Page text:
Biltmore Employees to Vote to Sue or Take Less

Two Mediation Sessions Lead to Lowball Offer from Ty Warner

Credit: Daniel Dreifuss (file)

Sidelined from their jobs at Four Seasons Biltmore in Montecito for going on 17 months, more than 300 employees will decide in the next couple of weeks whether to accept a steep discount on the severance they are owed or sue the hotel group and landlord Ty Warner.

Biltmore employees stay on the job for decades, becoming immersed in the culture of high-quality service the hotel is known for. When the pandemic struck and hotels closed around California, they were told they were being furloughed. Then their health insurance was canceled. Their attorney, Bruce Anticouni, stated “careers were destroyed and their livelihoods were lost,” homes were lost, and chronic conditions went without medications. “One Four Seasons employee, unable to care for his extended family, is said to have committed suicide,” Anticouni alleged.

Two mediation sessions, in April and July, led to Warner offering 10 cents on the dollar, on what Anticouni says adds up to more than $6.5 million in severance owed to the employees. Four Seasons, which has a contract with Warner to run the hotel that also makes him responsible for severance payments, never made the offer negotiators said they were considering, said Anticouni. They did say that if their employees accept Warner’s offer, they would lose their seniority. One individual had worked there for more than 50 years, Anticouni said, over a dozen for more than 40 years, and dozens of others for more than 25 years. While some employees have relocated to other Four Seasons hotels, many have taken lesser-paying jobs without benefits in Santa Barbara.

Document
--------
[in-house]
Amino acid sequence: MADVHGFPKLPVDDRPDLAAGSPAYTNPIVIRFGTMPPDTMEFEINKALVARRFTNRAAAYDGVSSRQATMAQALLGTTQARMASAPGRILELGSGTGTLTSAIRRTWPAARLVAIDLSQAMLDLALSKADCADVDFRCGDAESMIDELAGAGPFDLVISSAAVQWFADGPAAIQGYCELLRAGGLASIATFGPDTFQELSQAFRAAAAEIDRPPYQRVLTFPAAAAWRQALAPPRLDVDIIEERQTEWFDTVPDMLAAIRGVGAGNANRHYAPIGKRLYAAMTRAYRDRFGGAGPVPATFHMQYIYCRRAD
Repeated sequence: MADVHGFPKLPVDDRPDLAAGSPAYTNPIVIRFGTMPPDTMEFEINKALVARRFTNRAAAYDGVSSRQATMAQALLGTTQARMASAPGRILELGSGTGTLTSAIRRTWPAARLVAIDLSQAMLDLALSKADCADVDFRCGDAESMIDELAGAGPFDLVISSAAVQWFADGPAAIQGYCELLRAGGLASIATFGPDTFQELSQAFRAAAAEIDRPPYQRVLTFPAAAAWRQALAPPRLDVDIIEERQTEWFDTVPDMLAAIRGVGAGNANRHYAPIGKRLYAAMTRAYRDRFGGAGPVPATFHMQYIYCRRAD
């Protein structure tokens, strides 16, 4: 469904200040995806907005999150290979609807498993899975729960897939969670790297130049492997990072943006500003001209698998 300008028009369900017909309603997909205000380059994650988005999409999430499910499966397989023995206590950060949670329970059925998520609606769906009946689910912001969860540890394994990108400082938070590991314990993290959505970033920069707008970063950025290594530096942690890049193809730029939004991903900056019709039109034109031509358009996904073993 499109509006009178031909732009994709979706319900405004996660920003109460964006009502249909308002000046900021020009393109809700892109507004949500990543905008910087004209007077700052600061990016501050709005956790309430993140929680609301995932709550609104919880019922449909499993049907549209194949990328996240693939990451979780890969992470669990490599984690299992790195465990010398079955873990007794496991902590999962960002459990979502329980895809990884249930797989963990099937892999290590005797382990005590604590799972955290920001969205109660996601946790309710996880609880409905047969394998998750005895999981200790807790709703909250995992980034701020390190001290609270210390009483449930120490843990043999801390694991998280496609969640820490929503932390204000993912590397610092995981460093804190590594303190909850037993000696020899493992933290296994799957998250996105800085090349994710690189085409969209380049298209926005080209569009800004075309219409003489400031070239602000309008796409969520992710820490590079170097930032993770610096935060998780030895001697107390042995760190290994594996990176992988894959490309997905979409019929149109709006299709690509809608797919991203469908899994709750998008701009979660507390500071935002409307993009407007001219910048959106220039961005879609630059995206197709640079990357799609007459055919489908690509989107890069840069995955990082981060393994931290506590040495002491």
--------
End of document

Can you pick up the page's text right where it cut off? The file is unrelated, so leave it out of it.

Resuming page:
The employees’ attorney stated the Four Seasons in Boston had used similar tactics after pandemic layoffs in May 2020. The Boston hotel reopened in June but tried to pay less severance to the employees, sparking a backlash from city unions, politicians, and guests, according to the Boston Globe. CEO John Davison ended up apologizing and stating, “We have a duty to honor — with respect and professionalism — our people and their long-standing service and loyalty to the hotel.”

Should the employees vote to sue, Anticouni said, California law states a layoff of more than one pay period is equivalent to termination. Federal law says termination occurs six months after a layoff. Anticouni intends to seek lost vacation pay and damages from the loss of health benefits while presumably on furlough status. He also pointed to Warner’s San Ysidro Ranch, which did not close during the pandemic. Sources in Montecito have made a few interpretations of Warner’s actions at the Biltmore, which he has owned since 2000, including a desire to get rid of Four Seasons as the managing hotelier or perhaps to gain some kind of tax benefit. Anticouni noted that while the Four Seasons employee contract has a clause regarding class action suits — and he expected them to fight it — Warner has no such protection. “We think we’ll prevail,” Anticouni said, “and if the court allows it, that’s over 300 people.”

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